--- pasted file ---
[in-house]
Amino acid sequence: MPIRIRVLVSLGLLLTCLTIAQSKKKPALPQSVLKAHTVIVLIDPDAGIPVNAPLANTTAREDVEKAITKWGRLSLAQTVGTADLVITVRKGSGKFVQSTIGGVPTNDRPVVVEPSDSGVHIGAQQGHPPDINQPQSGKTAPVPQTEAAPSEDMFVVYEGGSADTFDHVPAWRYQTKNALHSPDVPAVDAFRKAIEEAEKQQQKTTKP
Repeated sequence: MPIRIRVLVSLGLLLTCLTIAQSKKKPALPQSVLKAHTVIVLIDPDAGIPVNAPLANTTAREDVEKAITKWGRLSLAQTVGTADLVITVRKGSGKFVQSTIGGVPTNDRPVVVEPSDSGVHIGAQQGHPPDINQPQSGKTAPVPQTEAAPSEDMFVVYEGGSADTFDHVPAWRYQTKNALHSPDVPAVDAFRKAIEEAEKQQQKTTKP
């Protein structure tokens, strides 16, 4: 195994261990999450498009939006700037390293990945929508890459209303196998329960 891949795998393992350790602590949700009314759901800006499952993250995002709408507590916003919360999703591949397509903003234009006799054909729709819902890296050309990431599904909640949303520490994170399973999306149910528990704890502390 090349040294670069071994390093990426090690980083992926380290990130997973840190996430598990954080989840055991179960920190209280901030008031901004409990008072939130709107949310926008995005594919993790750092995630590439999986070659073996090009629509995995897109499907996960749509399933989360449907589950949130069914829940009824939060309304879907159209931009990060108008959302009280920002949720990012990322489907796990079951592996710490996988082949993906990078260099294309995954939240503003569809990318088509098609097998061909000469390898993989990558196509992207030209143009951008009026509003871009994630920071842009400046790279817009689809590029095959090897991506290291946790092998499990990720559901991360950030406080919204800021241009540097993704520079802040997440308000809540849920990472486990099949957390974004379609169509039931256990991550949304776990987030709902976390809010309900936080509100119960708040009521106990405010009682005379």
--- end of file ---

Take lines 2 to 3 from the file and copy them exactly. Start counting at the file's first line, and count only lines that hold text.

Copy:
Amino acid sequence: MPIRIRVLVSLGLLLTCLTIAQSKKKPALPQSVLKAHTVIVLIDPDAGIPVNAPLANTTAREDVEKAITKWGRLSLAQTVGTADLVITVRKGSGKFVQSTIGGVPTNDRPVVVEPSDSGVHIGAQQGHPPDINQPQSGKTAPVPQTEAAPSEDMFVVYEGGSADTFDHVPAWRYQTKNALHSPDVPAVDAFRKAIEEAEKQQQKTTKP
Repeated sequence: MPIRIRVLVSLGLLLTCLTIAQSKKKPALPQSVLKAHTVIVLIDPDAGIPVNAPLANTTAREDVEKAITKWGRLSLAQTVGTADLVITVRKGSGKFVQSTIGGVPTNDRPVVVEPSDSGVHIGAQQGHPPDINQPQSGKTAPVPQTEAAPSEDMFVVYEGGSADTFDHVPAWRYQTKNALHSPDVPAVDAFRKAIEEAEKQQQKTTKP